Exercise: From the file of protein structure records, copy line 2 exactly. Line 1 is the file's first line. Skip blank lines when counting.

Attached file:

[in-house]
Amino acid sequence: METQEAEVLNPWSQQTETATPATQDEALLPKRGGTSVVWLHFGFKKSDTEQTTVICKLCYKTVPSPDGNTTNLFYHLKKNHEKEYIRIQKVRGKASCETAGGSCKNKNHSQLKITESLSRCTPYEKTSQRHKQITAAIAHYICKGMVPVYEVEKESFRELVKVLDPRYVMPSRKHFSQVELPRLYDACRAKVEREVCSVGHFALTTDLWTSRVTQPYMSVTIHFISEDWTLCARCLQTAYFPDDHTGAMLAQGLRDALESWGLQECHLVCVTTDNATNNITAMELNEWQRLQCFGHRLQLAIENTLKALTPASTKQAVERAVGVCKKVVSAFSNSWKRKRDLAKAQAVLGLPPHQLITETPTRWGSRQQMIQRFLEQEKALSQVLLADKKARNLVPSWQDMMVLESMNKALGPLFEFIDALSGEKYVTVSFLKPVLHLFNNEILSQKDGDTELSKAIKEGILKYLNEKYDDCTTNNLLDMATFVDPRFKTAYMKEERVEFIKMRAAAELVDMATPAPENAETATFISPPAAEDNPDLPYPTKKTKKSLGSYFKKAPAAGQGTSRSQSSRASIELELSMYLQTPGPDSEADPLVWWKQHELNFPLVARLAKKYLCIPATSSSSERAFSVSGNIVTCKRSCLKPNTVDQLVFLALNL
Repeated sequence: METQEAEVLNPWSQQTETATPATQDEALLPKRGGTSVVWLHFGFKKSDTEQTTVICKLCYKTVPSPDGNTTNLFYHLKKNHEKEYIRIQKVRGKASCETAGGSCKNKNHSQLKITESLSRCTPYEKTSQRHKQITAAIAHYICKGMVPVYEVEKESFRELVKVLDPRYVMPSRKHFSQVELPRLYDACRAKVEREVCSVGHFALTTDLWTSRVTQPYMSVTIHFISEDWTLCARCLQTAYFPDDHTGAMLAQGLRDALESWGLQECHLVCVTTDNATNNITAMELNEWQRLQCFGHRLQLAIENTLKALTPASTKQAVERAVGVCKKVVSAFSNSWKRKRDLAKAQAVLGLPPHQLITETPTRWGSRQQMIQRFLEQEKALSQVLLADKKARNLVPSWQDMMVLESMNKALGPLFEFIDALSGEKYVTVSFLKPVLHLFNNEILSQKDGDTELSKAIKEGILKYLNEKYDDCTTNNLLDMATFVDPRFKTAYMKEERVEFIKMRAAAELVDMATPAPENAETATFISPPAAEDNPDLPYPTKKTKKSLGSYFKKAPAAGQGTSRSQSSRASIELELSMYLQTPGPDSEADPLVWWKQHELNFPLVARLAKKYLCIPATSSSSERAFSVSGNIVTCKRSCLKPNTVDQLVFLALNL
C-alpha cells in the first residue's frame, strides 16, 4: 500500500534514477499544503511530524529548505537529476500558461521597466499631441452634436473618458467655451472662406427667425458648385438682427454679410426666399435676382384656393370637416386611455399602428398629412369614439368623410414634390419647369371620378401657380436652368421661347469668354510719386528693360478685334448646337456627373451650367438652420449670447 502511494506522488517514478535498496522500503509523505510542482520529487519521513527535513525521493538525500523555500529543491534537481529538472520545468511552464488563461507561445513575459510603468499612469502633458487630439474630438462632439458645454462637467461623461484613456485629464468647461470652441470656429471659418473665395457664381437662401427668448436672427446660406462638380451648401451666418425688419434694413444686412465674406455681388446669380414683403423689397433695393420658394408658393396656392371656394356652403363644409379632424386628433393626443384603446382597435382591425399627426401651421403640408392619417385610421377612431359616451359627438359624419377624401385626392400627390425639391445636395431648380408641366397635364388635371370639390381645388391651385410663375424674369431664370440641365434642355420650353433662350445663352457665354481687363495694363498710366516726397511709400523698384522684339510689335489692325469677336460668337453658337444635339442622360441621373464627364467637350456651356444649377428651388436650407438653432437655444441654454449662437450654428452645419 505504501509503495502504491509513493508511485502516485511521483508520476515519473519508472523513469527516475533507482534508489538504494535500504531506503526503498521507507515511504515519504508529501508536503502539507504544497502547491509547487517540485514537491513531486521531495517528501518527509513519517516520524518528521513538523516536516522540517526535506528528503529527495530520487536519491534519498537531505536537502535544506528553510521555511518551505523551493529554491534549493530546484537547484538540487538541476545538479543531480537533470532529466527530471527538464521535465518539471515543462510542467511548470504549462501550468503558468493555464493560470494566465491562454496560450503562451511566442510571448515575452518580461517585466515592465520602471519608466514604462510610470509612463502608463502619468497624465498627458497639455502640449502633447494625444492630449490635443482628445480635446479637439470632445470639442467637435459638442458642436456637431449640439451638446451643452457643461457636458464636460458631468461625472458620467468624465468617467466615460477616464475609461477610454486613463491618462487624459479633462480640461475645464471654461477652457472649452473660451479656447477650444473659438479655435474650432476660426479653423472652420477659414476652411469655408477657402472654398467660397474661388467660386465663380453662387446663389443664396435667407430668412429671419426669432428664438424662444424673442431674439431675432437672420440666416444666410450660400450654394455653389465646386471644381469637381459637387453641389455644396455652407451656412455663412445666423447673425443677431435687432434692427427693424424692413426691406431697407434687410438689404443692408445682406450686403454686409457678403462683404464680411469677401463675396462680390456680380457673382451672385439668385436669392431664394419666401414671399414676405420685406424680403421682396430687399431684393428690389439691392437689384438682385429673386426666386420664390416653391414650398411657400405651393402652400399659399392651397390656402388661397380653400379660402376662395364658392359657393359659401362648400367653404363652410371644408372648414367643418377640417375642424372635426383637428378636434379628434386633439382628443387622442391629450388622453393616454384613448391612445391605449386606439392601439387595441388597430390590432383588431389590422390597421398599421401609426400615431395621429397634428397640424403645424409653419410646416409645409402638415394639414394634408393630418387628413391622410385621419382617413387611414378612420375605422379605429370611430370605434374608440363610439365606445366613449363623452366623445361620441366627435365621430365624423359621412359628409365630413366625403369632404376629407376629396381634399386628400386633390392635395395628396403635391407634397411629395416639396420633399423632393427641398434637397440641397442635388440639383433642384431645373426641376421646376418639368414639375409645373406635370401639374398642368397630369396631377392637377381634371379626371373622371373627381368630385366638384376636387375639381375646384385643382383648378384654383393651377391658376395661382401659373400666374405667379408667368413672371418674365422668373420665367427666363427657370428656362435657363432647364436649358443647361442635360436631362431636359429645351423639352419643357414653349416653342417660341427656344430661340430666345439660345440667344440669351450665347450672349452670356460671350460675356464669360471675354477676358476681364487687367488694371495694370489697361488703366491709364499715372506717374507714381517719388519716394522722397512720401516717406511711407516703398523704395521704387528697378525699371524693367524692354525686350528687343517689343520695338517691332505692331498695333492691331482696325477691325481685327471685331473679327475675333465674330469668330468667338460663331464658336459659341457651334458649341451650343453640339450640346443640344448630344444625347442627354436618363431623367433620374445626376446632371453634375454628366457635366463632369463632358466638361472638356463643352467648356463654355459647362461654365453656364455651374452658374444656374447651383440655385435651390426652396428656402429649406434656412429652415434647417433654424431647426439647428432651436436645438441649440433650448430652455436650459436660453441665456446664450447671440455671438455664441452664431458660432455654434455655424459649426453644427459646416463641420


Amino acid sequence: METQEAEVLNPWSQQTETATPATQDEALLPKRGGTSVVWLHFGFKKSDTEQTTVICKLCYKTVPSPDGNTTNLFYHLKKNHEKEYIRIQKVRGKASCETAGGSCKNKNHSQLKITESLSRCTPYEKTSQRHKQITAAIAHYICKGMVPVYEVEKESFRELVKVLDPRYVMPSRKHFSQVELPRLYDACRAKVEREVCSVGHFALTTDLWTSRVTQPYMSVTIHFISEDWTLCARCLQTAYFPDDHTGAMLAQGLRDALESWGLQECHLVCVTTDNATNNITAMELNEWQRLQCFGHRLQLAIENTLKALTPASTKQAVERAVGVCKKVVSAFSNSWKRKRDLAKAQAVLGLPPHQLITETPTRWGSRQQMIQRFLEQEKALSQVLLADKKARNLVPSWQDMMVLESMNKALGPLFEFIDALSGEKYVTVSFLKPVLHLFNNEILSQKDGDTELSKAIKEGILKYLNEKYDDCTTNNLLDMATFVDPRFKTAYMKEERVEFIKMRAAAELVDMATPAPENAETATFISPPAAEDNPDLPYPTKKTKKSLGSYFKKAPAAGQGTSRSQSSRASIELELSMYLQTPGPDSEADPLVWWKQHELNFPLVARLAKKYLCIPATSSSSERAFSVSGNIVTCKRSCLKPNTVDQLVFLALNL